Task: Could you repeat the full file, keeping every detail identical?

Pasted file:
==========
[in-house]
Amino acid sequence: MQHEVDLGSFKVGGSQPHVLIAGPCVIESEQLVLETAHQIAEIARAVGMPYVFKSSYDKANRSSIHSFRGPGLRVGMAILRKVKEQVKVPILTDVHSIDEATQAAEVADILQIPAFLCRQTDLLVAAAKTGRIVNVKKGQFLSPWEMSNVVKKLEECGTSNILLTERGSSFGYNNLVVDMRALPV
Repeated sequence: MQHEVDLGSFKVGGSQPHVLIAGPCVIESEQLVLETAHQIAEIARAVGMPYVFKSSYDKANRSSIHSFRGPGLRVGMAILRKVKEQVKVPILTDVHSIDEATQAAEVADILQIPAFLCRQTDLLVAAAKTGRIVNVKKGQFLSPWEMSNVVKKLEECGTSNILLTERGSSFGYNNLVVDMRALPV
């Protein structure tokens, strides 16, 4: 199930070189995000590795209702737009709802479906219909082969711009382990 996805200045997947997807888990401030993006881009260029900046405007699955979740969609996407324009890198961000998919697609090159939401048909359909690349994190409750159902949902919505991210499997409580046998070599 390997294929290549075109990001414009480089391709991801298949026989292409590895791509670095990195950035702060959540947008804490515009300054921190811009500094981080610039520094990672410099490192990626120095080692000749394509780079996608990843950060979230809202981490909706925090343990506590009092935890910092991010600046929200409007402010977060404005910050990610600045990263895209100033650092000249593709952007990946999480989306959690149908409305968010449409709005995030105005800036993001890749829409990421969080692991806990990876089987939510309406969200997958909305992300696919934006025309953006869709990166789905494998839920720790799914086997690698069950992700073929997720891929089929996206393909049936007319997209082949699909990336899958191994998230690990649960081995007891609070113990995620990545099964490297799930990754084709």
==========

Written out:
[in-house]
Amino acid sequence: MQHEVDLGSFKVGGSQPHVLIAGPCVIESEQLVLETAHQIAEIARAVGMPYVFKSSYDKANRSSIHSFRGPGLRVGMAILRKVKEQVKVPILTDVHSIDEATQAAEVADILQIPAFLCRQTDLLVAAAKTGRIVNVKKGQFLSPWEMSNVVKKLEECGTSNILLTERGSSFGYNNLVVDMRALPV
Repeated sequence: MQHEVDLGSFKVGGSQPHVLIAGPCVIESEQLVLETAHQIAEIARAVGMPYVFKSSYDKANRSSIHSFRGPGLRVGMAILRKVKEQVKVPILTDVHSIDEATQAAEVADILQIPAFLCRQTDLLVAAAKTGRIVNVKKGQFLSPWEMSNVVKKLEECGTSNILLTERGSSFGYNNLVVDMRALPV
């Protein structure tokens, strides 16, 4: 199930070189995000590795209702737009709802479906219909082969711009382990 996805200045997947997807888990401030993006881009260029900046405007699955979740969609996407324009890198961000998919697609090159939401048909359909690349994190409750159902949902919505991210499997409580046998070599 390997294929290549075109990001414009480089391709991801298949026989292409590895791509670095990195950035702060959540947008804490515009300054921190811009500094981080610039520094990672410099490192990626120095080692000749394509780079996608990843950060979230809202981490909706925090343990506590009092935890910092991010600046929200409007402010977060404005910050990610600045990263895209100033650092000249593709952007990946999480989306959690149908409305968010449409709005995030105005800036993001890749829409990421969080692991806990990876089987939510309406969200997958909305992300696919934006025309953006869709990166789905494998839920720790799914086997690698069950992700073929997720891929089929996206393909049936007319997209082949699909990336899958191994998230690990649960081995007891609070113990995620990545099964490297799930990754084709």